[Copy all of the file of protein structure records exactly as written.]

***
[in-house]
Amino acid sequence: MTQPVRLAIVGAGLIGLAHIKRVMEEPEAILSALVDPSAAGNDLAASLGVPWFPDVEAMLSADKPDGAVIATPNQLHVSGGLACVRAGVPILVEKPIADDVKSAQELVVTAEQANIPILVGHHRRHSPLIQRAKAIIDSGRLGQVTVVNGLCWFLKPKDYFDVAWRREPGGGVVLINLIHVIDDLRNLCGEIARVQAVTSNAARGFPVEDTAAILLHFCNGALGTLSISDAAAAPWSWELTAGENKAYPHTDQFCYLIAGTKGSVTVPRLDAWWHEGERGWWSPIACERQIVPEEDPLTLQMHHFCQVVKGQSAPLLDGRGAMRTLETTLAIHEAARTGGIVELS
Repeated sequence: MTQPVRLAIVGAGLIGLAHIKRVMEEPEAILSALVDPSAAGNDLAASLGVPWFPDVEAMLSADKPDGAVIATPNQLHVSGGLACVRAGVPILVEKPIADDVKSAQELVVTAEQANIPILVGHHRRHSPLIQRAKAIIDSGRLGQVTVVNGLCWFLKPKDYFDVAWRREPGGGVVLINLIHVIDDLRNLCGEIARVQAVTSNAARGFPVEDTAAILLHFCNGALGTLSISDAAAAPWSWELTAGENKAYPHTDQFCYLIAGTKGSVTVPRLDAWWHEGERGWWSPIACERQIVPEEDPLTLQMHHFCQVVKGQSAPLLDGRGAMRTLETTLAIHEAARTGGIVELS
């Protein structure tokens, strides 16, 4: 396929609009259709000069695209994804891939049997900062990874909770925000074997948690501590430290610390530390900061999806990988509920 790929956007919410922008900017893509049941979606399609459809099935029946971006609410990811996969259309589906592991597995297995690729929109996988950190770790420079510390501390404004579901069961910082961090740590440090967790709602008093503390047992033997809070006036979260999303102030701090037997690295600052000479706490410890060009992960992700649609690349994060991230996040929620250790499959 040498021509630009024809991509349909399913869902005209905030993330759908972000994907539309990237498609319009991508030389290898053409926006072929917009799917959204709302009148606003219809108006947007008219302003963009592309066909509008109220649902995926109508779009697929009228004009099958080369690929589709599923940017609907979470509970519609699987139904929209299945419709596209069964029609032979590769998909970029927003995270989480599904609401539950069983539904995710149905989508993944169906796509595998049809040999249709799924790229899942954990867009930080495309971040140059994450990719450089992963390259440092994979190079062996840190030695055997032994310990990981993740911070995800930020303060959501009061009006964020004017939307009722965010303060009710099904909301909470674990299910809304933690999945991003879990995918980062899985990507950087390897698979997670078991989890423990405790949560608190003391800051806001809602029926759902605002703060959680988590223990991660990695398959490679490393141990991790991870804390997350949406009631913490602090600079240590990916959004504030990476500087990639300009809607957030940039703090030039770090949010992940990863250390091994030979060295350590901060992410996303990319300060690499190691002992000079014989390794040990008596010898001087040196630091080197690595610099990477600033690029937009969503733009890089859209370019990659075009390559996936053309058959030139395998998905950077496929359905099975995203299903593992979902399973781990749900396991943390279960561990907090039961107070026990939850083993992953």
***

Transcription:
[in-house]
Amino acid sequence: MTQPVRLAIVGAGLIGLAHIKRVMEEPEAILSALVDPSAAGNDLAASLGVPWFPDVEAMLSADKPDGAVIATPNQLHVSGGLACVRAGVPILVEKPIADDVKSAQELVVTAEQANIPILVGHHRRHSPLIQRAKAIIDSGRLGQVTVVNGLCWFLKPKDYFDVAWRREPGGGVVLINLIHVIDDLRNLCGEIARVQAVTSNAARGFPVEDTAAILLHFCNGALGTLSISDAAAAPWSWELTAGENKAYPHTDQFCYLIAGTKGSVTVPRLDAWWHEGERGWWSPIACERQIVPEEDPLTLQMHHFCQVVKGQSAPLLDGRGAMRTLETTLAIHEAARTGGIVELS
Repeated sequence: MTQPVRLAIVGAGLIGLAHIKRVMEEPEAILSALVDPSAAGNDLAASLGVPWFPDVEAMLSADKPDGAVIATPNQLHVSGGLACVRAGVPILVEKPIADDVKSAQELVVTAEQANIPILVGHHRRHSPLIQRAKAIIDSGRLGQVTVVNGLCWFLKPKDYFDVAWRREPGGGVVLINLIHVIDDLRNLCGEIARVQAVTSNAARGFPVEDTAAILLHFCNGALGTLSISDAAAAPWSWELTAGENKAYPHTDQFCYLIAGTKGSVTVPRLDAWWHEGERGWWSPIACERQIVPEEDPLTLQMHHFCQVVKGQSAPLLDGRGAMRTLETTLAIHEAARTGGIVELS
């Protein structure tokens, strides 16, 4: 396929609009259709000069695209994804891939049997900062990874909770925000074997948690501590430290610390530390900061999806990988509920 790929956007919410922008900017893509049941979606399609459809099935029946971006609410990811996969259309589906592991597995297995690729929109996988950190770790420079510390501390404004579901069961910082961090740590440090967790709602008093503390047992033997809070006036979260999303102030701090037997690295600052000479706490410890060009992960992700649609690349994060991230996040929620250790499959 040498021509630009024809991509349909399913869902005209905030993330759908972000994907539309990237498609319009991508030389290898053409926006072929917009799917959204709302009148606003219809108006947007008219302003963009592309066909509008109220649902995926109508779009697929009228004009099958080369690929589709599923940017609907979470509970519609699987139904929209299945419709596209069964029609032979590769998909970029927003995270989480599904609401539950069983539904995710149905989508993944169906796509595998049809040999249709799924790229899942954990867009930080495309971040140059994450990719450089992963390259440092994979190079062996840190030695055997032994310990990981993740911070995800930020303060959501009061009006964020004017939307009722965010303060009710099904909301909470674990299910809304933690999945991003879990995918980062899985990507950087390897698979997670078991989890423990405790949560608190003391800051806001809602029926759902605002703060959680988590223990991660990695398959490679490393141990991790991870804390997350949406009631913490602090600079240590990916959004504030990476500087990639300009809607957030940039703090030039770090949010992940990863250390091994030979060295350590901060992410996303990319300060690499190691002992000079014989390794040990008596010898001087040196630091080197690595610099990477600033690029937009969503733009890089859209370019990659075009390559996936053309058959030139395998998905950077496929359905099975995203299903593992979902399973781990749900396991943390279960561990907090039961107070026990939850083993992953």